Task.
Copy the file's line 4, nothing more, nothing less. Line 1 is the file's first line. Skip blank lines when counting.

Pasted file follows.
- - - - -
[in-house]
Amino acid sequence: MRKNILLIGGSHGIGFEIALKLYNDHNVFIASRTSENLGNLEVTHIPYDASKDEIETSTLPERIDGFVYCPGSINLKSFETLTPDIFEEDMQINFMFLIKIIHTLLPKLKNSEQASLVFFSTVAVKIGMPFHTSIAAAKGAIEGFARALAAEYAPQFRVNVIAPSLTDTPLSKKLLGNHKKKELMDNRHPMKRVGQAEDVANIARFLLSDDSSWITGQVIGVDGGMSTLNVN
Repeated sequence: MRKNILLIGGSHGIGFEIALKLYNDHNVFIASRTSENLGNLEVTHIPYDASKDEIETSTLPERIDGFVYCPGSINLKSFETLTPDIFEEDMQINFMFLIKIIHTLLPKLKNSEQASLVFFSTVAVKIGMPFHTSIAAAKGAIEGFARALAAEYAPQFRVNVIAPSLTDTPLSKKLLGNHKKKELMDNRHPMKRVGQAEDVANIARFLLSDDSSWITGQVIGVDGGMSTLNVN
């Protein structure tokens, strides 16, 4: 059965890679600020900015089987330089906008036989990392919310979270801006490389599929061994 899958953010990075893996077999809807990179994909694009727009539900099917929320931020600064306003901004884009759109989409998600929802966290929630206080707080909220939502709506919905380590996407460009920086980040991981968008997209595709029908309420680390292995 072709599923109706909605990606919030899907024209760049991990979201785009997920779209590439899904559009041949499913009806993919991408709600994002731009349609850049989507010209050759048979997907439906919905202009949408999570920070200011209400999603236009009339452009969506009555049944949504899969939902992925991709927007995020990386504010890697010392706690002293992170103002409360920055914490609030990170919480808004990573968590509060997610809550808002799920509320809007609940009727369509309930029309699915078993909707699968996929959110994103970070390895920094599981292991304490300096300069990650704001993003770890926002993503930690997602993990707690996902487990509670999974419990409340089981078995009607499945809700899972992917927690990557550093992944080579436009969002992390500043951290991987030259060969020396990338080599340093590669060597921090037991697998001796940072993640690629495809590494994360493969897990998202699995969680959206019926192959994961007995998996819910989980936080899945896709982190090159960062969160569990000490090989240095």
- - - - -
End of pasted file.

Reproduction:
């Protein structure tokens, strides 16, 4: 059965890679600020900015089987330089906008036989990392919310979270801006490389599929061994 899958953010990075893996077999809807990179994909694009727009539900099917929320931020600064306003901004884009759109989409998600929802966290929630206080707080909220939502709506919905380590996407460009920086980040991981968008997209595709029908309420680390292995 072709599923109706909605990606919030899907024209760049991990979201785009997920779209590439899904559009041949499913009806993919991408709600994002731009349609850049989507010209050759048979997907439906919905202009949408999570920070200011209400999603236009009339452009969506009555049944949504899969939902992925991709927007995020990386504010890697010392706690002293992170103002409360920055914490609030990170919480808004990573968590509060997610809550808002799920509320809007609940009727369509309930029309699915078993909707699968996929959110994103970070390895920094599981292991304490300096300069990650704001993003770890926002993503930690997602993990707690996902487990509670999974419990409340089981078995009607499945809700899972992917927690990557550093992944080579436009969002992390500043951290991987030259060969020396990338080599340093590669060597921090037991697998001796940072993640690629495809590494994360493969897990998202699995969680959206019926192959994961007995998996819910989980936080899945896709982190090159960062969160569990000490090989240095």